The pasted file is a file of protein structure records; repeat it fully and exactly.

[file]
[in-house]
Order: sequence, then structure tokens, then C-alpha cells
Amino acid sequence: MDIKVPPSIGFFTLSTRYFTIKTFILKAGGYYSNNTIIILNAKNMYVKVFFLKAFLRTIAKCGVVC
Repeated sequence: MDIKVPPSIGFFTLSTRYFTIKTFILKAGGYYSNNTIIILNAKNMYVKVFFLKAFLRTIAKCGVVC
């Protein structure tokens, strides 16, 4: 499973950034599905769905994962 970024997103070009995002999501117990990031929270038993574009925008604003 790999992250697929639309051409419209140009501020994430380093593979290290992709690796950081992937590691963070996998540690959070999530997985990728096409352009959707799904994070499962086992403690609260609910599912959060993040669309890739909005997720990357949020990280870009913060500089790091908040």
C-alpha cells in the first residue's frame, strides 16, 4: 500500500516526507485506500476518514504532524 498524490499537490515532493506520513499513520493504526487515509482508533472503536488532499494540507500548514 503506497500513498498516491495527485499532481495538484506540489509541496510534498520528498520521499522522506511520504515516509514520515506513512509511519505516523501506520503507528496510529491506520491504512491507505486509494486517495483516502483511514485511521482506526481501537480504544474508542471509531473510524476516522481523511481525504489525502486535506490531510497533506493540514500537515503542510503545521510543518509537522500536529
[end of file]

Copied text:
[in-house]
Order: sequence, then structure tokens, then C-alpha cells
Amino acid sequence: MDIKVPPSIGFFTLSTRYFTIKTFILKAGGYYSNNTIIILNAKNMYVKVFFLKAFLRTIAKCGVVC
Repeated sequence: MDIKVPPSIGFFTLSTRYFTIKTFILKAGGYYSNNTIIILNAKNMYVKVFFLKAFLRTIAKCGVVC
């Protein structure tokens, strides 16, 4: 499973950034599905769905994962 970024997103070009995002999501117990990031929270038993574009925008604003 790999992250697929639309051409419209140009501020994430380093593979290290992709690796950081992937590691963070996998540690959070999530997985990728096409352009959707799904994070499962086992403690609260609910599912959060993040669309890739909005997720990357949020990280870009913060500089790091908040």
C-alpha cells in the first residue's frame, strides 16, 4: 500500500516526507485506500476518514504532524 498524490499537490515532493506520513499513520493504526487515509482508533472503536488532499494540507500548514 503506497500513498498516491495527485499532481495538484506540489509541496510534498520528498520521499522522506511520504515516509514520515506513512509511519505516523501506520503507528496510529491506520491504512491507505486509494486517495483516502483511514485511521482506526481501537480504544474508542471509531473510524476516522481523511481525504489525502486535506490531510497533506493540514500537515503542510503545521510543518509537522500536529